Original languageEnglish (US)
JournalGerontology
DOIs
StateAccepted/In press - Apr 30 2016

Fingerprint

Independent Living
Gait
Motor Activity
Technology
Odds Ratio
Confidence Intervals
Walking
Movement Disorders
Area Under Curve
Cohort Studies
Stroke

Keywords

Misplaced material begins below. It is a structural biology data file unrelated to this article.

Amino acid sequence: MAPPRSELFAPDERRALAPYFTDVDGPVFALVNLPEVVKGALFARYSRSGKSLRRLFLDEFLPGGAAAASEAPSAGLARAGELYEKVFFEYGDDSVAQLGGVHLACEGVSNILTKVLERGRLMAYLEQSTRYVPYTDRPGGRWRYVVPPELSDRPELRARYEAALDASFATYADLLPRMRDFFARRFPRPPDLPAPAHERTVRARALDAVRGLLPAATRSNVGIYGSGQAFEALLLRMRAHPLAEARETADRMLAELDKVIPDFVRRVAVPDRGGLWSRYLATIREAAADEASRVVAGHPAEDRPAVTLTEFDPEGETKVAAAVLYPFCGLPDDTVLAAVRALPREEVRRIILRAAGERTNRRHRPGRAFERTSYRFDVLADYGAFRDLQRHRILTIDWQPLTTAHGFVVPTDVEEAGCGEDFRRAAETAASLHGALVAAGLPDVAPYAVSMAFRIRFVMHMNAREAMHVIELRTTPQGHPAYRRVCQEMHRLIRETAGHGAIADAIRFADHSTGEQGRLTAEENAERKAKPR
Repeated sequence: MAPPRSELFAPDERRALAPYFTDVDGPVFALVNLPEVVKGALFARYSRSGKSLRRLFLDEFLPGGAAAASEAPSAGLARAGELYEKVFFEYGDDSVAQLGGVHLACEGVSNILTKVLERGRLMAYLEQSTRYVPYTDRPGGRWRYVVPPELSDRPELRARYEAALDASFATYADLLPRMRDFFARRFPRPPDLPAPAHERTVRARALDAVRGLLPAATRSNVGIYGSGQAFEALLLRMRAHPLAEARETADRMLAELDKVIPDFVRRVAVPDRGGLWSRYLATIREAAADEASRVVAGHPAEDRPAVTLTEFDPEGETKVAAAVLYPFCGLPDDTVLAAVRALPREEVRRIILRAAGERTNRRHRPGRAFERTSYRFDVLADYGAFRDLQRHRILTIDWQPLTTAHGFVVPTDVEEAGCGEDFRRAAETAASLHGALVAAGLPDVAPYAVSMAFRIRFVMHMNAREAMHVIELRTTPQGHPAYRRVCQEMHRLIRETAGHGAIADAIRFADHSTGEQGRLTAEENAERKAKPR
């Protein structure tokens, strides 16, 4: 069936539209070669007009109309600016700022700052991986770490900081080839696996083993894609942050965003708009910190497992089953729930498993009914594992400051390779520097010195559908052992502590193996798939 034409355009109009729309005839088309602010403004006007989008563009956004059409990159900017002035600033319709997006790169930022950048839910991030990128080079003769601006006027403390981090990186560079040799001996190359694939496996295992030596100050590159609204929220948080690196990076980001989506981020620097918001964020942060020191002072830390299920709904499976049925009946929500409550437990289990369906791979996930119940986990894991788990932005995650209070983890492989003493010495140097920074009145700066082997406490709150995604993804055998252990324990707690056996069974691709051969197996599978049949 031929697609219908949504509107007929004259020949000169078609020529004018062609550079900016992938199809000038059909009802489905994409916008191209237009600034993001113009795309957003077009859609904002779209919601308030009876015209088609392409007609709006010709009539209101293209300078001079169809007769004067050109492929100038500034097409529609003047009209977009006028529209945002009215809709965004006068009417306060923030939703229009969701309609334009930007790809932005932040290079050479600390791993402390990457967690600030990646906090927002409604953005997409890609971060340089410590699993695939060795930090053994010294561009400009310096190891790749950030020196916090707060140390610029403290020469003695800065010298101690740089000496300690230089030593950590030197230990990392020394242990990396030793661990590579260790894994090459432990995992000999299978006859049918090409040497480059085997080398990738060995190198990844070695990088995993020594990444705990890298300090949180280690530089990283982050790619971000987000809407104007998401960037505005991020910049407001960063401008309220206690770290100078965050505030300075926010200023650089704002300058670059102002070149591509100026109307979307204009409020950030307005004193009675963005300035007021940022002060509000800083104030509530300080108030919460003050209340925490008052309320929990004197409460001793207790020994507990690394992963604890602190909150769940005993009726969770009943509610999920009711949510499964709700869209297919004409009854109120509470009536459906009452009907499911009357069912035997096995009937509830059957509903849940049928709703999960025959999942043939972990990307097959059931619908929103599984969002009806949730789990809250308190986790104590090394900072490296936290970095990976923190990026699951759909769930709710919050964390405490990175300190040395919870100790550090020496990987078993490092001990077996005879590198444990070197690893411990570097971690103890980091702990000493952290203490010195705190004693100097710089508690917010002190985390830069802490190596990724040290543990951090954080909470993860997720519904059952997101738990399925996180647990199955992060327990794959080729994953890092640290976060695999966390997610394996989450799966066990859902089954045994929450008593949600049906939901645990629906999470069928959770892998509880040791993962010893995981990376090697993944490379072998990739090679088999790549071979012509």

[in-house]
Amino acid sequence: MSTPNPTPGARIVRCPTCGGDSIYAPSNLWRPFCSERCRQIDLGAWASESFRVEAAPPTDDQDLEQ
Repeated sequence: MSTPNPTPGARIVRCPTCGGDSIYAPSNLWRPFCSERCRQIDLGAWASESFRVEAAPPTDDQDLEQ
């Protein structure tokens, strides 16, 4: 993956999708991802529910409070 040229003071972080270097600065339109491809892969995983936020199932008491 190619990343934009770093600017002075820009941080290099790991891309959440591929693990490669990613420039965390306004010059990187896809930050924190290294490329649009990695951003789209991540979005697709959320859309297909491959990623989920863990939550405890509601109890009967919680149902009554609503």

• Balance
  • Falls
  • Frailty
  • Gait
  • Monitoring
  • Physical activity
  • Physical function
  • Wearable sensors

ASJC Scopus subject areas

  • Aging
  • Geriatrics and Gerontology

Cite this

@article{eaa2c898128a45b892924904af1c03c2,
title = "Motor Performance and Physical Activity as Predictors of Prospective Falls in Community-Dwelling Older Adults by Frailty Level: Application of Wearable Technology",